Part of the reason brands covered so much of the work this past year was healthier headcount: 30% increase staffing in marketing departments; 55% kept staff levels steady; 11% had a decrease in headcount in the marketing group.
More than two-thirds of the agency executives we polled (69%) told us that their clients are asking for greater integration of their marketing communications. Just 16% of them say clients weren’t looking for higher levels of integration.
The marketers themselves say that they are developing promotions in conjunction with a range of marketing disciplines. However, as marketing disciplines become more integrated, the “buckets” or line item definitions applied within companies tend to become more porous. Promotional marketing often happens in line with media ads that often support a specific promotion. How a given company defines its media spending vs. its promotional ad spending has an impact on the numbers reported as “slices of the pie.” Our data reflects the internal definitions of the companies we poll. This year’s survey stressed specific spending definitions. Even though the “above the line/below-the-line” definitions are breaking down, we prompted participants to consider trade promotion not simply as in-store marketing — which has become a much more significant chunk of a CPG brand’s budget — but specifically as non-consumer targeted marketing in retail and distribution channels.
The integration of marketing efforts drives this. For example, of work assigned by brands to promotional marketing agencies in 2005, an average 20% included promotional advertising, 18% included direct marketing, and 12% included p.r. In 2005, 24.5% of the advertising budget funded promotion-related ads.In 2006, marketers expect 26.7% of the advertising budget will fund promotion-related adertising.
Two-in-five (43%) of the marketers we surveyed say they plan to pair up with other brands more often for mutually beneficial promotions in 2006; 49% say they will keep their brand “buddy programs” at levels on par with 2005, and just 3% say they are pulling back.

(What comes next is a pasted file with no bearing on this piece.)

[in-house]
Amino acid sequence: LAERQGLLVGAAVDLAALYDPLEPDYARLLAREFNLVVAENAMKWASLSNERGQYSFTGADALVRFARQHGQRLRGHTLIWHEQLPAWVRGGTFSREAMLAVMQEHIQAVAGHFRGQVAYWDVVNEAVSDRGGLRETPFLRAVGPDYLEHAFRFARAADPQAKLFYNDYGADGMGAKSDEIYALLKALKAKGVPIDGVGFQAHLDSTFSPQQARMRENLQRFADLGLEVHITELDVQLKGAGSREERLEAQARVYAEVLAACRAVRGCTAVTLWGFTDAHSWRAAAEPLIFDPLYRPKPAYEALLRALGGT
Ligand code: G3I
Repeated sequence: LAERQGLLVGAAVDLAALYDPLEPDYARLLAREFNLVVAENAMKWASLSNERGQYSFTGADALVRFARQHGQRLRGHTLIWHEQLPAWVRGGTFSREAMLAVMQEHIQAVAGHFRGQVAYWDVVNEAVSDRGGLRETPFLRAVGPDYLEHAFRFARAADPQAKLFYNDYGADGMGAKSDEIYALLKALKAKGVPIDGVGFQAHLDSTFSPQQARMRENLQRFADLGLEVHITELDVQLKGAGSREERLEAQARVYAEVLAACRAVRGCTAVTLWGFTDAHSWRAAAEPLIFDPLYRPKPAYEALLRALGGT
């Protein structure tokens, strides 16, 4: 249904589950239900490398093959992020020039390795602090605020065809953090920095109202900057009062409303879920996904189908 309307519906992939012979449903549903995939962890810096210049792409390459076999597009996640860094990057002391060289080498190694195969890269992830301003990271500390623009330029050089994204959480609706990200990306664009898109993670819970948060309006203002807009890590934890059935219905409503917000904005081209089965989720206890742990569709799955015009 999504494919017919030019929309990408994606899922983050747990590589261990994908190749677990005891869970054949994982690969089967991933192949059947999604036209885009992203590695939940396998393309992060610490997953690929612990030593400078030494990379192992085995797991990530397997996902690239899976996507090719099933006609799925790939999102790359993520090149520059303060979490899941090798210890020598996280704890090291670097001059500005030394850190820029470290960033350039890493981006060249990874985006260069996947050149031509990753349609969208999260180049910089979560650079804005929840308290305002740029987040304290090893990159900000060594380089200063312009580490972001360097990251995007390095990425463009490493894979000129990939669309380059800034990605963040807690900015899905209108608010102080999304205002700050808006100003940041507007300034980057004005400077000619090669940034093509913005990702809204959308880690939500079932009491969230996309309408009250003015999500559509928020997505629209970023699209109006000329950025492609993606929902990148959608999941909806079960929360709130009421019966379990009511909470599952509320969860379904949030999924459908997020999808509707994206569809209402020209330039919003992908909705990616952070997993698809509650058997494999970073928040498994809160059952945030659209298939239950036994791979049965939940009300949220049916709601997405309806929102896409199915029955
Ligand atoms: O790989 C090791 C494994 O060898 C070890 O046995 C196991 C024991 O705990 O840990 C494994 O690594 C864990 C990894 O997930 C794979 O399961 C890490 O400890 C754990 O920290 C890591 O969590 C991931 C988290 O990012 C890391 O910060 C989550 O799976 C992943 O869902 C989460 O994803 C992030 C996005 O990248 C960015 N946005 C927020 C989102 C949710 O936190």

Overall, 23% of those in our poll say they expect to increase their consumer promotion budgets this year over last; 60% are keeping them flat and 8% say they expect to decrease.
Cumulatively, that translates to brands increasing their consumer promotion budgets by an average 4% in 2006 over last year.
On the trade promotion side, 22% of those in our poll say they expect to increase their budgets this year over last; 63% are keeping them flat and 9% say they expect to decrease.
Cumulatively, that means trade promotion budgets should grow by an average 5% in 2006 over last year.
|TACTIC||2005||2004||% CHANGE||% TOTAL|
|Premiums & incentives||47.6||46.5||2.5||13.9|
|Games, contests, sweeps||1.8||1.8||0||0.5|
|Dollars expressed in billions. Source: PROMO Industry Trends Report ©|
Brands spent most in 2005 on
|Percentage indicates brand marketers who cited tactic as a highest spending priority.
*Indicates offline programs, exclusive from Internet or other digital programs.
Source: PROMO Industry Trends Report ©
|DISCIPLINE||% MARKETING BUDGET|
|BRANDS RELY ON AGENCIES||% REPORTING|
|More work outsourced in ’05||24.3%|
|About the same outsourced as in ’04||45.3|
|Less work outsourced in ’05||29.1|
|Source: PROMO Industry Trends Report ©|
|YEAR||NET REVENUE||% GROWTH|
|Dollars expressed as billions.
*Included event marketing for first time. **Included direct and loyalty marketing for first time. *** Included product placement in branded entertainment
Source: PROMO Industry Trends Report ©
In February 2006, the research group of Prism Business Media e-mailed two surveys to PROMO readers and members of the Promotional Marketing Association. Brand marketers completed one set of questions and agency executives completed another. The results were then compiled for PROMO’s editors, who weighed the findings with their own reporting among industry sources.